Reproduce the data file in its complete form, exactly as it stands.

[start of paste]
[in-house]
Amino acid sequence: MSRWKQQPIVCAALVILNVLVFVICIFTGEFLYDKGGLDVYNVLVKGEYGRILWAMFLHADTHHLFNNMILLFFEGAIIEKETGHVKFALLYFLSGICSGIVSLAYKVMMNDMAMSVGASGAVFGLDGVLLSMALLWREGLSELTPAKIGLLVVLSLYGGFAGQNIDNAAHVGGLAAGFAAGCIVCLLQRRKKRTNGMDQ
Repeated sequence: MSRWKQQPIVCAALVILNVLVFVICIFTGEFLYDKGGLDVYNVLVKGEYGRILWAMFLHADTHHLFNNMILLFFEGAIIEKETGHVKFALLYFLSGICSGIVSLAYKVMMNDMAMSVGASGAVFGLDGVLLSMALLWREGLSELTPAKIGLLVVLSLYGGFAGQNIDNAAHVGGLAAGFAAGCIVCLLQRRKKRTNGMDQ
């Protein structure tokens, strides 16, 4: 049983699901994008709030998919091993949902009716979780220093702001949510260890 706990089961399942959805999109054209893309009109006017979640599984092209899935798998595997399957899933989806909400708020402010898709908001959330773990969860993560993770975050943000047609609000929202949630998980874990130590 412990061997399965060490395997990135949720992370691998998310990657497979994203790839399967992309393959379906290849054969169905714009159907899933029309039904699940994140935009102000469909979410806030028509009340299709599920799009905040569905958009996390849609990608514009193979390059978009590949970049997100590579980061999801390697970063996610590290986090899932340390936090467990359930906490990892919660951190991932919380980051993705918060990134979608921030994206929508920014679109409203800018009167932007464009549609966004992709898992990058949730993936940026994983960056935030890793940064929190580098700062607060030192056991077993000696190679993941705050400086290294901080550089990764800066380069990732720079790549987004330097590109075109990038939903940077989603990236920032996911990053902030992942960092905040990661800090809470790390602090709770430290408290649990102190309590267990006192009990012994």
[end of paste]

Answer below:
[in-house]
Amino acid sequence: MSRWKQQPIVCAALVILNVLVFVICIFTGEFLYDKGGLDVYNVLVKGEYGRILWAMFLHADTHHLFNNMILLFFEGAIIEKETGHVKFALLYFLSGICSGIVSLAYKVMMNDMAMSVGASGAVFGLDGVLLSMALLWREGLSELTPAKIGLLVVLSLYGGFAGQNIDNAAHVGGLAAGFAAGCIVCLLQRRKKRTNGMDQ
Repeated sequence: MSRWKQQPIVCAALVILNVLVFVICIFTGEFLYDKGGLDVYNVLVKGEYGRILWAMFLHADTHHLFNNMILLFFEGAIIEKETGHVKFALLYFLSGICSGIVSLAYKVMMNDMAMSVGASGAVFGLDGVLLSMALLWREGLSELTPAKIGLLVVLSLYGGFAGQNIDNAAHVGGLAAGFAAGCIVCLLQRRKKRTNGMDQ
């Protein structure tokens, strides 16, 4: 049983699901994008709030998919091993949902009716979780220093702001949510260890 706990089961399942959805999109054209893309009109006017979640599984092209899935798998595997399957899933989806909400708020402010898709908001959330773990969860993560993770975050943000047609609000929202949630998980874990130590 412990061997399965060490395997990135949720992370691998998310990657497979994203790839399967992309393959379906290849054969169905714009159907899933029309039904699940994140935009102000469909979410806030028509009340299709599920799009905040569905958009996390849609990608514009193979390059978009590949970049997100590579980061999801390697970063996610590290986090899932340390936090467990359930906490990892919660951190991932919380980051993705918060990134979608921030994206929508920014679109409203800018009167932007464009549609966004992709898992990058949730993936940026994983960056935030890793940064929190580098700062607060030192056991077993000696190679993941705050400086290294901080550089990764800066380069990732720079790549987004330097590109075109990038939903940077989603990236920032996911990053902030992942960092905040990661800090809470790390602090709770430290408290649990102190309590267990006192009990012994």